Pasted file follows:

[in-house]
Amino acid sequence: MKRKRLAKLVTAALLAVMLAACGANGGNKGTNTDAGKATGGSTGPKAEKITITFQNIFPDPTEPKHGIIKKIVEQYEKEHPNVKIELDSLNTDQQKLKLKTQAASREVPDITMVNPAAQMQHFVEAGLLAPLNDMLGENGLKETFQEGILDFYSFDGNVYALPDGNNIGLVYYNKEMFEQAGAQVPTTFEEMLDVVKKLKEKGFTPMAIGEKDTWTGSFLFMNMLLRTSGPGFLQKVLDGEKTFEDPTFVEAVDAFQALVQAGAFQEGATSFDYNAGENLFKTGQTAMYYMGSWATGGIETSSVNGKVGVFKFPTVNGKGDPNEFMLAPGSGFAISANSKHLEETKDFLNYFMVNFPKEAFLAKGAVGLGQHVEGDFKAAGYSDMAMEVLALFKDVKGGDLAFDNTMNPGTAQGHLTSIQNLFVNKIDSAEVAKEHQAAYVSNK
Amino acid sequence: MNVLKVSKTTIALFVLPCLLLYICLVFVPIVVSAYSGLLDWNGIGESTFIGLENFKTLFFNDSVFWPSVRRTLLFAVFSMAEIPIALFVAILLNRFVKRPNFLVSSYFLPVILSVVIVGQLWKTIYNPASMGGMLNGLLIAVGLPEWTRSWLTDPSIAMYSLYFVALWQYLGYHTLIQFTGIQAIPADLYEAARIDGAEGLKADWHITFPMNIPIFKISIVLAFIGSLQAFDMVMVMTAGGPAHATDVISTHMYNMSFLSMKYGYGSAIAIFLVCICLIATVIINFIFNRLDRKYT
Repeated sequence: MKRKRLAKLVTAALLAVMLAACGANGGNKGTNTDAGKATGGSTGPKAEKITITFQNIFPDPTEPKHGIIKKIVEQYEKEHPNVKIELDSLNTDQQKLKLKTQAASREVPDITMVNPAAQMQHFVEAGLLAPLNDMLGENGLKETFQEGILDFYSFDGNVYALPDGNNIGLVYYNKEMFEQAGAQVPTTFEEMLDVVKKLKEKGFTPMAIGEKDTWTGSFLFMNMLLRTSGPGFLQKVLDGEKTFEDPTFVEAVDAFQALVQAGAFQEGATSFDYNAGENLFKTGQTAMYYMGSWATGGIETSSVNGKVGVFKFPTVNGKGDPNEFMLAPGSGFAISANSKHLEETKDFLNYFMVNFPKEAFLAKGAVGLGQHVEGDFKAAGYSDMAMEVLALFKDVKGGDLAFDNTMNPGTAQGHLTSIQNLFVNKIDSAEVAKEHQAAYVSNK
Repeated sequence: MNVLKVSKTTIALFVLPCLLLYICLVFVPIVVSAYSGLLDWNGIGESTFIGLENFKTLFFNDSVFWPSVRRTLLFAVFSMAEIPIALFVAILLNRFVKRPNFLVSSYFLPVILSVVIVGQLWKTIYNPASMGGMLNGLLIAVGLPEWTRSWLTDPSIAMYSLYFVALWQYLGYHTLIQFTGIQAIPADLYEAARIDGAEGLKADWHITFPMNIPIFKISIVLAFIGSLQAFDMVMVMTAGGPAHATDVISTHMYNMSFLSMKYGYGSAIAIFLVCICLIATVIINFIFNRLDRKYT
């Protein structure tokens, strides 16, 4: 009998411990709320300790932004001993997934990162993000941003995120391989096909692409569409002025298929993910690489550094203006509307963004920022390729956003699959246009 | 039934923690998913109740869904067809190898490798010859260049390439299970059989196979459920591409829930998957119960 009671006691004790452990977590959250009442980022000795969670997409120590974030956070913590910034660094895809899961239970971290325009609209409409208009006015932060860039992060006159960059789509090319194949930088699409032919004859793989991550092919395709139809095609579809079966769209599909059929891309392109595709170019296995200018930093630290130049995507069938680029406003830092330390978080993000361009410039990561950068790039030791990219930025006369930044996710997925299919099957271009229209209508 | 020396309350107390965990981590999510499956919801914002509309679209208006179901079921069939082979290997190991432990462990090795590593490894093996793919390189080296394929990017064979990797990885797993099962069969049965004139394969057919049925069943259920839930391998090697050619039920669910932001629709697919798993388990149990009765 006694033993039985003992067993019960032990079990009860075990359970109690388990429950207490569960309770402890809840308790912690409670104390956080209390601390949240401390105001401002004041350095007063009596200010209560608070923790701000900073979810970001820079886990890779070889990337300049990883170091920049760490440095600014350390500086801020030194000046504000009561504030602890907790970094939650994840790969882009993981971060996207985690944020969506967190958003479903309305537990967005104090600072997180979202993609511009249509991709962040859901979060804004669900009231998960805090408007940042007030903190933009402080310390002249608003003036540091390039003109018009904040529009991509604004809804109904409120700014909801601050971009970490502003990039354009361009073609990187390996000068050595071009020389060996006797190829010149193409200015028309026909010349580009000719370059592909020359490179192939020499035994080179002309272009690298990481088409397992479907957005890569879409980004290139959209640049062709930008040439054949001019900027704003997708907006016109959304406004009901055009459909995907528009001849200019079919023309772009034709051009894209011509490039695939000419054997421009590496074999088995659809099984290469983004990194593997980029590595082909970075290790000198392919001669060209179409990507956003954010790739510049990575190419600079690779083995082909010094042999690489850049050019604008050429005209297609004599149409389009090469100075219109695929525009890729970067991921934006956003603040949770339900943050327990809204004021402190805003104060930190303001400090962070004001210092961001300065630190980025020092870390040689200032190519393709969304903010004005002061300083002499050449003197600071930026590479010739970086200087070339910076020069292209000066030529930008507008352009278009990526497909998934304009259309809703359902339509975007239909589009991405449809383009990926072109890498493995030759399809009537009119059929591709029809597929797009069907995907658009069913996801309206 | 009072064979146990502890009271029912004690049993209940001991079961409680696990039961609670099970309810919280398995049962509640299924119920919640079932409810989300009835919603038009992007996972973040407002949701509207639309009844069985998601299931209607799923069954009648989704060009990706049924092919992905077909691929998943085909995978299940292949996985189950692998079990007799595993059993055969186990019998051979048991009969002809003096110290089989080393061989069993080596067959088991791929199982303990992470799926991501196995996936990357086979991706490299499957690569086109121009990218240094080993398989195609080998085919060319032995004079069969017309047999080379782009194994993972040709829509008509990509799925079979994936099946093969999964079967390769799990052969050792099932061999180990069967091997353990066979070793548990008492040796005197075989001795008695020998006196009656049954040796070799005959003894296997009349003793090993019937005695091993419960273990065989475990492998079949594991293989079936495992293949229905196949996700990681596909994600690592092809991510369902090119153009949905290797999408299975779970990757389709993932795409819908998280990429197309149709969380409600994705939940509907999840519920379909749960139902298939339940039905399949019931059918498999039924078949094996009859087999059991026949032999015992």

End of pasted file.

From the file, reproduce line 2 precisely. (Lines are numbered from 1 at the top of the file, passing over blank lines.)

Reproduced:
Amino acid sequence: MKRKRLAKLVTAALLAVMLAACGANGGNKGTNTDAGKATGGSTGPKAEKITITFQNIFPDPTEPKHGIIKKIVEQYEKEHPNVKIELDSLNTDQQKLKLKTQAASREVPDITMVNPAAQMQHFVEAGLLAPLNDMLGENGLKETFQEGILDFYSFDGNVYALPDGNNIGLVYYNKEMFEQAGAQVPTTFEEMLDVVKKLKEKGFTPMAIGEKDTWTGSFLFMNMLLRTSGPGFLQKVLDGEKTFEDPTFVEAVDAFQALVQAGAFQEGATSFDYNAGENLFKTGQTAMYYMGSWATGGIETSSVNGKVGVFKFPTVNGKGDPNEFMLAPGSGFAISANSKHLEETKDFLNYFMVNFPKEAFLAKGAVGLGQHVEGDFKAAGYSDMAMEVLALFKDVKGGDLAFDNTMNPGTAQGHLTSIQNLFVNKIDSAEVAKEHQAAYVSNK